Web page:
A court may order support for postsecondary educational expenses in a Washington child support order. The court has discretion in determining if and for how long to order support. The court must base its determination on the consideration of certain factors, including the child’s age, the child’s needs, the parties’ expectations while they were together, the child’s abilities, what type of education the child is pursuing, and the parent’s education, standard of living and resources. The court should also consider how much support the parents’ would have provided if they stayed together. The court is not, however, limited to the stated factors. RCW 26.19.090.
A father recently challenged a court’s denial of his request for postsecondary educational expenses for his younger daughter. According to the appeals court’s unpublished opinion, the parties divorced in 2005. They have two children together, 21 and 19 years old. The child support order reserved the right to petition for postsecondary support as long as it was done before termination of support. Postsecondary educational support was not ordered for the older child, but the father petitioned for postsecondary educational support for the younger child before she graduated high school. The mother did not join in the petition, arguing she was providing postsecondary educational support for the older child without help from the father.
The commissioner denied the father’s petition, finding the mother had contributed most of the support while the daughters were children and continued to support the older daughter while she was in college. The father moved for revision.
The judge found both parties had supported the children but also found it was appropriate to consider the mother’s postsecondary educational support of the older daughter in deciding whether to award it for the younger daughter. The court denied the revision for postsecondary educational support.
The father appealed, arguing the court was wrong in finding it appropriate to consider the older daughter’s postsecondary support and, in the alternative, that substantial evidence did not support a finding the mother was supporting the older daughter. The appeals court pointed out that the statute states that a trial court is “not limited” to the listed factors. RCW 26.19.090. The appeals court noted the legislature specifically allowed trial courts discretion in considering additional factors and found that postsecondary support for another child was “a reasonable consideration.” There was therefore no error in the court’s consideration of the mother’s postsecondary educational support of the parties’ other child.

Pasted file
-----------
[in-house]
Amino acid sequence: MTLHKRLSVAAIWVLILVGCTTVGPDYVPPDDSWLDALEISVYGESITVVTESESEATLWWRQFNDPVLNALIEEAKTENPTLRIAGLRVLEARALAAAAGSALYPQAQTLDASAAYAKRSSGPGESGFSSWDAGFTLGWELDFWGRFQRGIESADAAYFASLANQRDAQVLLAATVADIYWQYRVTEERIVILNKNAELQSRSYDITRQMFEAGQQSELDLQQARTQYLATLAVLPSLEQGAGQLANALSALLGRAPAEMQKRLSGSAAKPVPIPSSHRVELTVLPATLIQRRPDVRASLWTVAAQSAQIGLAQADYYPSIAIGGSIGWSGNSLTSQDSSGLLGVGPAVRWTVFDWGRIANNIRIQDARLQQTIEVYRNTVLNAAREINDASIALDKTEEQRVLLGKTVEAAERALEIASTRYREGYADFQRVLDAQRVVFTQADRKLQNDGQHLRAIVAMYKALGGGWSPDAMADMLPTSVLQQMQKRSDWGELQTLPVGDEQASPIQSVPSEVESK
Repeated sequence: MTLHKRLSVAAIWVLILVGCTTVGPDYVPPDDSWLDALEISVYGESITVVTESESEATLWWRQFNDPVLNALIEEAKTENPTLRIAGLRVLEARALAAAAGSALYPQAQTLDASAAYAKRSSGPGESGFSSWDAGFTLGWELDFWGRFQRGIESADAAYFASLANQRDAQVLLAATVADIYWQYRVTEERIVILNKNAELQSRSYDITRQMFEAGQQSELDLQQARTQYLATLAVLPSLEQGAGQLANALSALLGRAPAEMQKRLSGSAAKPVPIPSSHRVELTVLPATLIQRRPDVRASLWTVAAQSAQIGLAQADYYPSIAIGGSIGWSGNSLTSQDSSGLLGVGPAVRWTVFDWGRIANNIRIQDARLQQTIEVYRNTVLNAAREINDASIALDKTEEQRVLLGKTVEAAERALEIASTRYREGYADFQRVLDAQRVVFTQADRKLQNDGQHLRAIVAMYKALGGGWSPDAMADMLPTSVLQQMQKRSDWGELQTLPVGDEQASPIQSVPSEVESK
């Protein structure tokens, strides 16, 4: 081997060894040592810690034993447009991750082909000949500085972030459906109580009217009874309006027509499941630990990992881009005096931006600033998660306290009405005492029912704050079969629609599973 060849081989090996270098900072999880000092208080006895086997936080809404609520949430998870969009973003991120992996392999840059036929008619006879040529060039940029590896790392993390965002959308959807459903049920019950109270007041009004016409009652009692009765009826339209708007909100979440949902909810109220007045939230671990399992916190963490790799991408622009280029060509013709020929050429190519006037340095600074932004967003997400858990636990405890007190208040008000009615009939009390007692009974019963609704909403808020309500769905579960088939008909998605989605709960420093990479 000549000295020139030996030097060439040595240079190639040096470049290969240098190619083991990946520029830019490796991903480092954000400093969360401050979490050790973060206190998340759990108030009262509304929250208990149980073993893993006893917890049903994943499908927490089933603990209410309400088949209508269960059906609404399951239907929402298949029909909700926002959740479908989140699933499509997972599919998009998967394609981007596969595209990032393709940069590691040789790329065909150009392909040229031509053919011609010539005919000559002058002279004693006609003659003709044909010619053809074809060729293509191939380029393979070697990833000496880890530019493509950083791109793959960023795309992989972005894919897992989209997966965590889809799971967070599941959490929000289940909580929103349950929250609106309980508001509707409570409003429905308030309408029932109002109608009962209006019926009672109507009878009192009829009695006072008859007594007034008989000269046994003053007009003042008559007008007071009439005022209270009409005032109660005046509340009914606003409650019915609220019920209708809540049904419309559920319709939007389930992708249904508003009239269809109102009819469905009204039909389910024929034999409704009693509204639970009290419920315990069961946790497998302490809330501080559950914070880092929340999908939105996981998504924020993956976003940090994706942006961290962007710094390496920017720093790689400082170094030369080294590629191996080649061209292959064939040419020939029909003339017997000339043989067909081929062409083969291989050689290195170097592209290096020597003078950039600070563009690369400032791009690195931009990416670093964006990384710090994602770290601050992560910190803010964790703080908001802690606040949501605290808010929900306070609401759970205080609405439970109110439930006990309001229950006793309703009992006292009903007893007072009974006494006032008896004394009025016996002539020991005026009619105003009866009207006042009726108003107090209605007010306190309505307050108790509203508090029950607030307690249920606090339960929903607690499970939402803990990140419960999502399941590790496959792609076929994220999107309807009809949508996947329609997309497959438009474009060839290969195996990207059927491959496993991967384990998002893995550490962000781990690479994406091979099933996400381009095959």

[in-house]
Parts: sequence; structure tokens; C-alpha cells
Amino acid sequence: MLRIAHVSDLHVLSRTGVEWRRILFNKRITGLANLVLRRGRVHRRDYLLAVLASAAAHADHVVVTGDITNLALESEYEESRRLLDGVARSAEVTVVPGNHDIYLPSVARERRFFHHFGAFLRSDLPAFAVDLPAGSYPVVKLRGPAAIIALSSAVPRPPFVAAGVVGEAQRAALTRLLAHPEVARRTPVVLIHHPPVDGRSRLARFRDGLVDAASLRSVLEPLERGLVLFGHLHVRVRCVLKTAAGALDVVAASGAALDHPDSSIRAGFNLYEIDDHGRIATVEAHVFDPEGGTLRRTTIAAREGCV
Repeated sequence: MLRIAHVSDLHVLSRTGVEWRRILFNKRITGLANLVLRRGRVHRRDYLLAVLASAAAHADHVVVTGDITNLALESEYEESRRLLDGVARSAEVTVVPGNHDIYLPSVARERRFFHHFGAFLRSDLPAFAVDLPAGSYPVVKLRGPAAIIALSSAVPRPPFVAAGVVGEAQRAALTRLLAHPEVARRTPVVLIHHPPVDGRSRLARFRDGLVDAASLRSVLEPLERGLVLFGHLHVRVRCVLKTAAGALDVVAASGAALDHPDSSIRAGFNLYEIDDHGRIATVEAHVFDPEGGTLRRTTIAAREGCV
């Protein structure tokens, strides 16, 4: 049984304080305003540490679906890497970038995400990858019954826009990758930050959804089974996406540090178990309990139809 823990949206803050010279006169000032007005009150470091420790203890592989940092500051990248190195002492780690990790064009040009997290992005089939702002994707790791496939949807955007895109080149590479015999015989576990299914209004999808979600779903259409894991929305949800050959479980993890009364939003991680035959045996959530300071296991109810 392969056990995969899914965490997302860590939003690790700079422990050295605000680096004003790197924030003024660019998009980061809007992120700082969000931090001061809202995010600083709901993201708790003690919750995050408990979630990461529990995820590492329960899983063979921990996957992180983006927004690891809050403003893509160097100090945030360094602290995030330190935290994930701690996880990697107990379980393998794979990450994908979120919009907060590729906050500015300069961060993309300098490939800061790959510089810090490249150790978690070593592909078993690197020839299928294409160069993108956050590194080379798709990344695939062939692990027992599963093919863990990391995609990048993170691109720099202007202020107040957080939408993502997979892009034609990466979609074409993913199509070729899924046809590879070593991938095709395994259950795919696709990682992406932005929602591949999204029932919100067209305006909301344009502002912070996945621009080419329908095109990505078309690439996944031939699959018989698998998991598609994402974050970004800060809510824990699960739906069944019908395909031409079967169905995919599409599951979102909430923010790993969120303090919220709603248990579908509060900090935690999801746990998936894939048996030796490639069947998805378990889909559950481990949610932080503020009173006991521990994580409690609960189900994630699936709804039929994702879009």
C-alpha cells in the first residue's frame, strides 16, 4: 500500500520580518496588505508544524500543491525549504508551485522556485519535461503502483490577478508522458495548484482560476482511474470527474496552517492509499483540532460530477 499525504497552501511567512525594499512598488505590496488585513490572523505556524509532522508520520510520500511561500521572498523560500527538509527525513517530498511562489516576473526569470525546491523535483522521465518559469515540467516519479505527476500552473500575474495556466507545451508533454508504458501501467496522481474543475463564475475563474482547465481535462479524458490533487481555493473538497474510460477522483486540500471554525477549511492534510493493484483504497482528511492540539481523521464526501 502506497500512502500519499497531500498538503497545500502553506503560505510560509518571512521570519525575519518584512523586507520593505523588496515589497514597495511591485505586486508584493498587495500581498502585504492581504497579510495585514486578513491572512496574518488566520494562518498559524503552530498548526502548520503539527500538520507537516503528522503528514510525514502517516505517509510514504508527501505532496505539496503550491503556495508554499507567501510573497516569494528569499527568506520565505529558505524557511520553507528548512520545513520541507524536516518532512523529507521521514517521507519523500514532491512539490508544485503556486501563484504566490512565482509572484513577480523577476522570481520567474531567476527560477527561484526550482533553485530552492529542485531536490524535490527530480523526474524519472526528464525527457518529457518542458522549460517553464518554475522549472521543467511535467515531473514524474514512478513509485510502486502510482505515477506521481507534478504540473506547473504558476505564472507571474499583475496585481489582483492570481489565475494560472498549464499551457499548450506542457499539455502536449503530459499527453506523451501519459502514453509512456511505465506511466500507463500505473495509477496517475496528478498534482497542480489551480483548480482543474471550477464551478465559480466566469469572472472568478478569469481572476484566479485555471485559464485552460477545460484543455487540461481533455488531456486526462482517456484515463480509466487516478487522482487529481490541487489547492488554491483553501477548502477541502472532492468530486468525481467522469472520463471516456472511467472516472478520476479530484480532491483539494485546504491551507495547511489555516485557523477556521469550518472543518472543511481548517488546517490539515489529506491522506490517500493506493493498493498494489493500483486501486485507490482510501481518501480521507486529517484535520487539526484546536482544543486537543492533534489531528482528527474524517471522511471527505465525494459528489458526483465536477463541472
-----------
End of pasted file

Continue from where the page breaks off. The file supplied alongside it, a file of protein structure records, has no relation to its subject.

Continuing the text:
The father also argued the court’s finding the mother provided postsecondary educational support was not supported by substantial evidence. The mother had provided a statement reflecting an $18,000 loan from “College Ave Student Loans” with an $11,823.08 balance. The statement did not name the borrower, but the mother’s name was on the statement and she offered a declaration that stated she obtained the loan for the older daughter’s educational expenses. The father had not offered contradictory evidence. The appeals court found there was sufficient evidence to support a finding by a rational person that the mother obtained the loan to provide support for the older daughter’s education.
The appeals court found no abuse of discretion by the trial court and affirmed its denial of the father’s motion for revision.
If you are seeking or opposing postsecondary educational support, you need an experienced Washington child support attorney on your side. Contact Blair & Kim, PLLC, to schedule a consultation. Call us at (206) 622-6562.